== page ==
A foreman immediately roused 8,000 workers inside the company’s dormitories, according to the executive. Each employee was given a biscuit and a cup of tea, guided to a workstation and within half an hour started a 12-hour shift fitting glass screens into beveled frames. Within 96 hours, the plant was producing over 10,000 iPhones a day. “The speed and flexibility is breathtaking,” the executive said. “There’s no American plant that can match that.”
“They could hire 3,000 people overnight,” said Jennifer Rigoni, who was Apple’s worldwide supply demand manager until 2010, but declined to discuss specifics of her work. “What U.S. plant can find 3,000 people overnight and convince them to live in dorms?”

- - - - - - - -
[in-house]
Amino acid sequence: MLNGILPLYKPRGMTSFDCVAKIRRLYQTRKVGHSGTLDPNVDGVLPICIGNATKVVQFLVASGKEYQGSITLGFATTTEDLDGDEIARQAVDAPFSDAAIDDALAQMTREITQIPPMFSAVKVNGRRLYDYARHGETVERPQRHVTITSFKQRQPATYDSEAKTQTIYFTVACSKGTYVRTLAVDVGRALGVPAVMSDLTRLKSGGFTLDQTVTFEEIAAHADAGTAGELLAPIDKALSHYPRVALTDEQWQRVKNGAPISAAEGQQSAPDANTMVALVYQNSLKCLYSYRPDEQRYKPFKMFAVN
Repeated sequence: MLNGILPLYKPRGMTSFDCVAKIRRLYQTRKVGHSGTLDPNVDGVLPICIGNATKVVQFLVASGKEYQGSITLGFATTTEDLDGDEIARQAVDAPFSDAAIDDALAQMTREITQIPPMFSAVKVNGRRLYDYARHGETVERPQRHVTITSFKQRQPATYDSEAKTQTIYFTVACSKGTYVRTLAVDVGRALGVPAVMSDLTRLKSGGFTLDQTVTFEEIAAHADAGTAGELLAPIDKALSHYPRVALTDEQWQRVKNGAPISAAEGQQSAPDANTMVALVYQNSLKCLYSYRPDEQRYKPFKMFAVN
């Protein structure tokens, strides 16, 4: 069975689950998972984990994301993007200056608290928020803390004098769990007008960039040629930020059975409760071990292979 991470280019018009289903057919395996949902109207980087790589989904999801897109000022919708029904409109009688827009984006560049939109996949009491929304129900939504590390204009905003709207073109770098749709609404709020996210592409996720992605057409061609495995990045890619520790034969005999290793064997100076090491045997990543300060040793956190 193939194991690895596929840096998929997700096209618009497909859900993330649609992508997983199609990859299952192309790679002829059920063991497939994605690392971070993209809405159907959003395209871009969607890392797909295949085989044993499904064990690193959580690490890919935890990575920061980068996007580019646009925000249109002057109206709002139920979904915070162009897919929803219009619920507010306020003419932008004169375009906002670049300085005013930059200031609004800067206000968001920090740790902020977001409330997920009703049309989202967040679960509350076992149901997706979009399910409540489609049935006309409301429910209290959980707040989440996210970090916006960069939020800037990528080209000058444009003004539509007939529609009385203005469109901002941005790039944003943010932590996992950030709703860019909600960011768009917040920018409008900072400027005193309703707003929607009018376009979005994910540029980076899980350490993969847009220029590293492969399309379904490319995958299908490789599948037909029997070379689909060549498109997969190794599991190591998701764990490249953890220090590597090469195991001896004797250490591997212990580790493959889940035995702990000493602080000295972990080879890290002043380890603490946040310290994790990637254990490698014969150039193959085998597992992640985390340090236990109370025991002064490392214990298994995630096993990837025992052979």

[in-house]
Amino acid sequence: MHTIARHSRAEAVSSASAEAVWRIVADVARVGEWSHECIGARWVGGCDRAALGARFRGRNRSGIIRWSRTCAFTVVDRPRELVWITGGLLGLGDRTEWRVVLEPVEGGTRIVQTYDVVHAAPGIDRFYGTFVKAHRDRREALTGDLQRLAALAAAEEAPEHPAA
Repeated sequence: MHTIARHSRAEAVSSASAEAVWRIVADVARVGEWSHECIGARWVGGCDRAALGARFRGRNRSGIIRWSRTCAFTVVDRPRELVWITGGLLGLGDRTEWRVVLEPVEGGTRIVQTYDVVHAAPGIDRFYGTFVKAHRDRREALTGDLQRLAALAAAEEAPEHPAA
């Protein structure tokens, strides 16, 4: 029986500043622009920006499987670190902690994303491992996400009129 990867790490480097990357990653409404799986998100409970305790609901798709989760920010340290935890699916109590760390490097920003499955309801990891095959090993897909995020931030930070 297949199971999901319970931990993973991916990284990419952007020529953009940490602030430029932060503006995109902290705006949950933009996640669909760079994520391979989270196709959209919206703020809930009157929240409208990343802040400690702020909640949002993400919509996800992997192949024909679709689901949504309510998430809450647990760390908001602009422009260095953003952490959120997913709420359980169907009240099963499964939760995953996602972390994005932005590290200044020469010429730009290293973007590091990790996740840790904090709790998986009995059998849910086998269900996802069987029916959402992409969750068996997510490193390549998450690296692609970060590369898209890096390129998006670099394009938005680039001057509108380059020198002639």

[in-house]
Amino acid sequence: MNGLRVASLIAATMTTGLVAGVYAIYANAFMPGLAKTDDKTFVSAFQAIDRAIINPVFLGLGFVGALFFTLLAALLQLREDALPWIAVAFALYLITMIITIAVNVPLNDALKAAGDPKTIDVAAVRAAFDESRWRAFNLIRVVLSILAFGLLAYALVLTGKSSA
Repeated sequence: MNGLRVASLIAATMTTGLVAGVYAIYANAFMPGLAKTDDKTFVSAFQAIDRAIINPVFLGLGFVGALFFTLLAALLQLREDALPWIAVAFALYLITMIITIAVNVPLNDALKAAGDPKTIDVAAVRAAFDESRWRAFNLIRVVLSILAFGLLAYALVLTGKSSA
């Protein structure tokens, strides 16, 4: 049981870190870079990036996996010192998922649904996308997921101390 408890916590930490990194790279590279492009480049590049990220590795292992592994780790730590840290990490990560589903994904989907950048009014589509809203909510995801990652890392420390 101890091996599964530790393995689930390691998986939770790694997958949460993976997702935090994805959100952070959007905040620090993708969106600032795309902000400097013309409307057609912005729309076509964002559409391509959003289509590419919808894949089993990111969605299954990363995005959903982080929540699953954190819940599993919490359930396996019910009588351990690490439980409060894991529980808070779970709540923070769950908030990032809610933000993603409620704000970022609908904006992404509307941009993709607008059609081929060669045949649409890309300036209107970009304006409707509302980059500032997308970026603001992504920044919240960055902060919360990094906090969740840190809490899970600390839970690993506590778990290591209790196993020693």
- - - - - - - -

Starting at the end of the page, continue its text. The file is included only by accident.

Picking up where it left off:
“Another critical advantage for Apple was that China provided engineers at a scale the United States could not match. Apple’s executives had estimated that about 8,700 industrial engineers were needed to oversee and guide the 200,000 assembly-line workers eventually involved in manufacturing iPhones. The company’s analysts had forecast it would take as long as nine months to find that many qualified engineers in the United States.”
So no it wouldn't be possible for Apple to move production to the United States and get the same production and flexibility that they do in China for a couple dollars more in labor costs per unit. I would say it is not even possible to get near the same level.
"Operators then may want to customize the software, and the OS must be localized for the market and language."
I think that is where the bulk of the time is spent.
Top Ten Things Overheard At The ANSI C Draft Committee Meetings: (8) I'm on the committee and I *still* don't know what the hell #pragma is for.